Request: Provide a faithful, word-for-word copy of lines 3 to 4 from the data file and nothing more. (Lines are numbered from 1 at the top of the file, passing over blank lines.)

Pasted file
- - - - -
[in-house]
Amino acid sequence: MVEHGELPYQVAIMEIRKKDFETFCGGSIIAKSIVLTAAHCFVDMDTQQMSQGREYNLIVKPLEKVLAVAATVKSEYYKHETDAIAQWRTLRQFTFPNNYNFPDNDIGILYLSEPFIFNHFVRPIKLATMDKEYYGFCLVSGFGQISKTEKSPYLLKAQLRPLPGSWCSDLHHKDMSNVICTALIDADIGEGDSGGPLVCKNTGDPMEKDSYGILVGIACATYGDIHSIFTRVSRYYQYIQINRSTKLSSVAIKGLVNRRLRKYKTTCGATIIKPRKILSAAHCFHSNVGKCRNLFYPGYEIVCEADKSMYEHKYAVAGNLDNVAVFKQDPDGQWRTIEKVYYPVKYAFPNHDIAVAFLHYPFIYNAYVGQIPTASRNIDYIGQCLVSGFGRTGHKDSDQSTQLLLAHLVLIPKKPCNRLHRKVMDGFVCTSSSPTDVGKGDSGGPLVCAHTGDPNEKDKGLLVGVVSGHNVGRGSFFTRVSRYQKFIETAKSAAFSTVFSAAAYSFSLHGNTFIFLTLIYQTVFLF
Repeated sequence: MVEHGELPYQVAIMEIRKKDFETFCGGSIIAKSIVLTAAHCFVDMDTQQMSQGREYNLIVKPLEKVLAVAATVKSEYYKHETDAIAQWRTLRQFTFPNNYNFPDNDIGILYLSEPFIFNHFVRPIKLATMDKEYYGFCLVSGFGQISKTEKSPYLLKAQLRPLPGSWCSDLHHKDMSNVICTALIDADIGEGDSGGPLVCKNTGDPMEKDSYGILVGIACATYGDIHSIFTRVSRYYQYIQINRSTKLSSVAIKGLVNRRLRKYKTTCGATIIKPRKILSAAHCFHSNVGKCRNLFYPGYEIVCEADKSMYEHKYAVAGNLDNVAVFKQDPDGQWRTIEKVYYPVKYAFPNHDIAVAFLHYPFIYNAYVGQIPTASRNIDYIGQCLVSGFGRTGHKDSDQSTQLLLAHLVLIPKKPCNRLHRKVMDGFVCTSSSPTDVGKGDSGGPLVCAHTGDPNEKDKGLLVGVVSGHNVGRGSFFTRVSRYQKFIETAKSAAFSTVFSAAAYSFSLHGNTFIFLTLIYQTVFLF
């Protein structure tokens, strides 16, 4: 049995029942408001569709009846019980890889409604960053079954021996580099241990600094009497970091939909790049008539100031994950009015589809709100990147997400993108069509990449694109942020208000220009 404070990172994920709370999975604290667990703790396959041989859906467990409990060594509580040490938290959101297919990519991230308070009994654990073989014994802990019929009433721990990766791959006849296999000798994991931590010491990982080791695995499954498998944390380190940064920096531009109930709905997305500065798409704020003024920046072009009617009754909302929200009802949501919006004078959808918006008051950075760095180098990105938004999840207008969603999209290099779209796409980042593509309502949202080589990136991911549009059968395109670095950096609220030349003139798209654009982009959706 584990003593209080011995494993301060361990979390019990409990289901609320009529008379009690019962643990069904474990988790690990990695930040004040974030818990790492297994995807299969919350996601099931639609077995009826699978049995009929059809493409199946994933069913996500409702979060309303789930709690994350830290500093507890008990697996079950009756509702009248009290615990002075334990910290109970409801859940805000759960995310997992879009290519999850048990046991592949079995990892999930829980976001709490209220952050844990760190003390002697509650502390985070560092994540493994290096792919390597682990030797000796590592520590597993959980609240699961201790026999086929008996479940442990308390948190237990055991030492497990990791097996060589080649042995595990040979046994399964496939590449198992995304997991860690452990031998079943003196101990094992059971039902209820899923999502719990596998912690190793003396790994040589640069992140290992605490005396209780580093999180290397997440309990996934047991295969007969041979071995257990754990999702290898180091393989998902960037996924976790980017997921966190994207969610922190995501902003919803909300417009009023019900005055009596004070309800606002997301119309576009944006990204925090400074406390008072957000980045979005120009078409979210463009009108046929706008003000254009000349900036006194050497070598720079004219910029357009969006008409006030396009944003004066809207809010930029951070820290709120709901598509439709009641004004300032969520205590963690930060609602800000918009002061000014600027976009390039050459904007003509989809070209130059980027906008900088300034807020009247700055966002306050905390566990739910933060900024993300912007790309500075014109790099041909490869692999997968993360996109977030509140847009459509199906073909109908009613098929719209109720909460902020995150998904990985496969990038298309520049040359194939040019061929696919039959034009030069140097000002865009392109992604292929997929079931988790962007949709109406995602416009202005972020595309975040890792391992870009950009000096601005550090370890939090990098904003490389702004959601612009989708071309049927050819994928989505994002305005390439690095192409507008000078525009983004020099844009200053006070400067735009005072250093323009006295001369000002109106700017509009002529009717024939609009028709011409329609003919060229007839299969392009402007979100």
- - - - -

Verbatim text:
Repeated sequence: MVEHGELPYQVAIMEIRKKDFETFCGGSIIAKSIVLTAAHCFVDMDTQQMSQGREYNLIVKPLEKVLAVAATVKSEYYKHETDAIAQWRTLRQFTFPNNYNFPDNDIGILYLSEPFIFNHFVRPIKLATMDKEYYGFCLVSGFGQISKTEKSPYLLKAQLRPLPGSWCSDLHHKDMSNVICTALIDADIGEGDSGGPLVCKNTGDPMEKDSYGILVGIACATYGDIHSIFTRVSRYYQYIQINRSTKLSSVAIKGLVNRRLRKYKTTCGATIIKPRKILSAAHCFHSNVGKCRNLFYPGYEIVCEADKSMYEHKYAVAGNLDNVAVFKQDPDGQWRTIEKVYYPVKYAFPNHDIAVAFLHYPFIYNAYVGQIPTASRNIDYIGQCLVSGFGRTGHKDSDQSTQLLLAHLVLIPKKPCNRLHRKVMDGFVCTSSSPTDVGKGDSGGPLVCAHTGDPNEKDKGLLVGVVSGHNVGRGSFFTRVSRYQKFIETAKSAAFSTVFSAAAYSFSLHGNTFIFLTLIYQTVFLF
């Protein structure tokens, strides 16, 4: 049995029942408001569709009846019980890889409604960053079954021996580099241990600094009497970091939909790049008539100031994950009015589809709100990147997400993108069509990449694109942020208000220009 404070990172994920709370999975604290667990703790396959041989859906467990409990060594509580040490938290959101297919990519991230308070009994654990073989014994802990019929009433721990990766791959006849296999000798994991931590010491990982080791695995499954498998944390380190940064920096531009109930709905997305500065798409704020003024920046072009009617009754909302929200009802949501919006004078959808918006008051950075760095180098990105938004999840207008969603999209290099779209796409980042593509309502949202080589990136991911549009059968395109670095950096609220030349003139798209654009982009959706 584990003593209080011995494993301060361990979390019990409990289901609320009529008379009690019962643990069904474990988790690990990695930040004040974030818990790492297994995807299969919350996601099931639609077995009826699978049995009929059809493409199946994933069913996500409702979060309303789930709690994350830290500093507890008990697996079950009756509702009248009290615990002075334990910290109970409801859940805000759960995310997992879009290519999850048990046991592949079995990892999930829980976001709490209220952050844990760190003390002697509650502390985070560092994540493994290096792919390597682990030797000796590592520590597993959980609240699961201790026999086929008996479940442990308390948190237990055991030492497990990791097996060589080649042995595990040979046994399964496939590449198992995304997991860690452990031998079943003196101990094992059971039902209820899923999502719990596998912690190793003396790994040589640069992140290992605490005396209780580093999180290397997440309990996934047991295969007969041979071995257990754990999702290898180091393989998902960037996924976790980017997921966190994207969610922190995501902003919803909300417009009023019900005055009596004070309800606002997301119309576009944006990204925090400074406390008072957000980045979005120009078409979210463009009108046929706008003000254009000349900036006194050497070598720079004219910029357009969006008409006030396009944003004066809207809010930029951070820290709120709901598509439709009641004004300032969520205590963690930060609602800000918009002061000014600027976009390039050459904007003509989809070209130059980027906008900088300034807020009247700055966002306050905390566990739910933060900024993300912007790309500075014109790099041909490869692999997968993360996109977030509140847009459509199906073909109908009613098929719209109720909460902020995150998904990985496969990038298309520049040359194939040019061929696919039959034009030069140097000002865009392109992604292929997929079931988790962007949709109406995602416009202005972020595309975040890792391992870009950009000096601005550090370890939090990098904003490389702004959601612009989708071309049927050819994928989505994002305005390439690095192409507008000078525009983004020099844009200053006070400067735009005072250093323009006295001369000002109106700017509009002529009717024939609009028709011409329609003919060229007839299969392009402007979100």